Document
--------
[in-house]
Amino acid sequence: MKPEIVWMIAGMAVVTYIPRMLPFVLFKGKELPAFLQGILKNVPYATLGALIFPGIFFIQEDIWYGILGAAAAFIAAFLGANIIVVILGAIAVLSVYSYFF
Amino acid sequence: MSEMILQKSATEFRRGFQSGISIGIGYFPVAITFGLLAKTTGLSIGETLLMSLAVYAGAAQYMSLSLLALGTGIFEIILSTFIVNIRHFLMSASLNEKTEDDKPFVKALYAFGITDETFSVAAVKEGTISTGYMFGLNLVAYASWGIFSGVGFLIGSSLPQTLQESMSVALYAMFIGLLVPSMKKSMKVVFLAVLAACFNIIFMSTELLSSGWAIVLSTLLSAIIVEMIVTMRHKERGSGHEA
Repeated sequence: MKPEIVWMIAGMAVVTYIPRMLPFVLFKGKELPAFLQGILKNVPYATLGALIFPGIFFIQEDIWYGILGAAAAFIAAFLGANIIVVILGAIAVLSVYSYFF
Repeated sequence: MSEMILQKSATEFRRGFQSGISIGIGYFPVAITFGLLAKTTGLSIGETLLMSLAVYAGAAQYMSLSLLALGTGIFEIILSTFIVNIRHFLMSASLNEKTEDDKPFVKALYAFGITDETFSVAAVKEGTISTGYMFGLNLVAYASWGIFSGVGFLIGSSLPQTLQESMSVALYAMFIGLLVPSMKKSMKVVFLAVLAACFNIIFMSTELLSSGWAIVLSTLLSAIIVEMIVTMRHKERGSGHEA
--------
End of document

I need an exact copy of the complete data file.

[in-house]
Amino acid sequence: MKPEIVWMIAGMAVVTYIPRMLPFVLFKGKELPAFLQGILKNVPYATLGALIFPGIFFIQEDIWYGILGAAAAFIAAFLGANIIVVILGAIAVLSVYSYFF
Amino acid sequence: MSEMILQKSATEFRRGFQSGISIGIGYFPVAITFGLLAKTTGLSIGETLLMSLAVYAGAAQYMSLSLLALGTGIFEIILSTFIVNIRHFLMSASLNEKTEDDKPFVKALYAFGITDETFSVAAVKEGTISTGYMFGLNLVAYASWGIFSGVGFLIGSSLPQTLQESMSVALYAMFIGLLVPSMKKSMKVVFLAVLAACFNIIFMSTELLSSGWAIVLSTLLSAIIVEMIVTMRHKERGSGHEA
Repeated sequence: MKPEIVWMIAGMAVVTYIPRMLPFVLFKGKELPAFLQGILKNVPYATLGALIFPGIFFIQEDIWYGILGAAAAFIAAFLGANIIVVILGAIAVLSVYSYFF
Repeated sequence: MSEMILQKSATEFRRGFQSGISIGIGYFPVAITFGLLAKTTGLSIGETLLMSLAVYAGAAQYMSLSLLALGTGIFEIILSTFIVNIRHFLMSASLNEKTEDDKPFVKALYAFGITDETFSVAAVKEGTISTGYMFGLNLVAYASWGIFSGVGFLIGSSLPQTLQESMSVALYAMFIGLLVPSMKKSMKVVFLAVLAACFNIIFMSTELLSSGWAIVLSTLLSAIIVEMIVTMRHKERGSGHEA